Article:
FSOC Shedding Designations

During the Obama years, Financial Stability Oversight Council (FSOC) designated four companies as systemically important non-financial institutions in addition to the large banks that are statutorily designated. These included American International Group (AIG), General Electric Capital Corporation (GE Capital), Prudential Financial, Inc., and MetLife, Inc. These designations were short lived. GE Capital was delisted in June, 2016 after it was spun off from its parent company and deemed no longer interconnected enough to warrant SIFI regulation.

Since President Trump has assumed office, FSOC has moved assertively to delist the insurance companies that were at the heart of the 2008 financial Crisis.

Last September, the Council delisted AIG from its list of systemically important non-financial institutions. While the move won the vote of Janet Yellen, many commenters raised concern for the deregulation of a company that was at the heart of the financial crisis. MetLife challenged it’s SIFI status in court, and had its designation rescinded by District Court Judge Rosemary Collyer in March of 2016. Last month, MetLife and FSOC filed a joint motion to dismiss the federal government’s appeal of that decision.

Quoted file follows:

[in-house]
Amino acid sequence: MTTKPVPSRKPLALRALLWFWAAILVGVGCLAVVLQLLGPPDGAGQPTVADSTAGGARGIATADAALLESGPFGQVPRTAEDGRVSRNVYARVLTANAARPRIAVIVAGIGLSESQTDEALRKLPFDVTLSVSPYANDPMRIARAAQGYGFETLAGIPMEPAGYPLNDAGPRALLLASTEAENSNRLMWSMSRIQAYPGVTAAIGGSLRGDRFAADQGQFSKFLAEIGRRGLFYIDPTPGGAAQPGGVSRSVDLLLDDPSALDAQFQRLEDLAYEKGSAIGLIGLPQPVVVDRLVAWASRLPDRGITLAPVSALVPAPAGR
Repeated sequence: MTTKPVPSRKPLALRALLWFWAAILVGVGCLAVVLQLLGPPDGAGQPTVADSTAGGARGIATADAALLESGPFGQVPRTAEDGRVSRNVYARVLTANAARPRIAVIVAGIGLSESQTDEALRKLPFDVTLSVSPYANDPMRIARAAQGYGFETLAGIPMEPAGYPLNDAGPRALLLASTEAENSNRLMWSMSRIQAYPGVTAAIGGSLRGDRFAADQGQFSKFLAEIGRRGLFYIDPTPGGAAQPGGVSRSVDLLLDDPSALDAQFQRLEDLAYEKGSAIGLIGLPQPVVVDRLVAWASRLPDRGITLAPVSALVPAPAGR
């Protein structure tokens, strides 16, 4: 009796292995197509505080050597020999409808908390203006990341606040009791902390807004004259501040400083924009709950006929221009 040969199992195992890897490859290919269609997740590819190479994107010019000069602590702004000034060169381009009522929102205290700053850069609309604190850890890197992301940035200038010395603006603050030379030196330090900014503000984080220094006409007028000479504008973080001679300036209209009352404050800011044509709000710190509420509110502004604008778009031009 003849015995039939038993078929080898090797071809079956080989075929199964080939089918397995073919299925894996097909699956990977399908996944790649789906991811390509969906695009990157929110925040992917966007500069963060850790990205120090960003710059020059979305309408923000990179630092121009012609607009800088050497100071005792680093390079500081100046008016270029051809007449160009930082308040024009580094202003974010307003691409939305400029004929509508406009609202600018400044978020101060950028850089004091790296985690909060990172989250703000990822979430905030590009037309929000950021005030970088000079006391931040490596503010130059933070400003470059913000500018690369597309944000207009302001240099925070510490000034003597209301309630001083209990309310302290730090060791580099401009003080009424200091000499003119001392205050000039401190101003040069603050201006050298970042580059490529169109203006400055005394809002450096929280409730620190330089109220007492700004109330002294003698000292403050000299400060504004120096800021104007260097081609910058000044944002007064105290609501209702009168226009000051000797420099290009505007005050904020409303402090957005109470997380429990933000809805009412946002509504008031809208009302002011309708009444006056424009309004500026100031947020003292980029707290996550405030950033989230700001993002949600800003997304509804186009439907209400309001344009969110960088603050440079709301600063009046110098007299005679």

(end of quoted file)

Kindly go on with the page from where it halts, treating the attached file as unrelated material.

All indications are that Prudential, the last nonfinancial SIFI, may soon find regulatory relief as well. Last week, FSOC made good on its promise to reexamine Prudential’s designation status. While a final decision on the matter is not expected until later in 2018, the company is lobby hard that its designation is unwarranted. Given the deregulatory zeal of Trump’s FSOC, don’t be surprised to see the nonbank SIFI list at zero before the year is out.



Fed Makes Regulatory Accommodations

  • Living Will Deadline Extension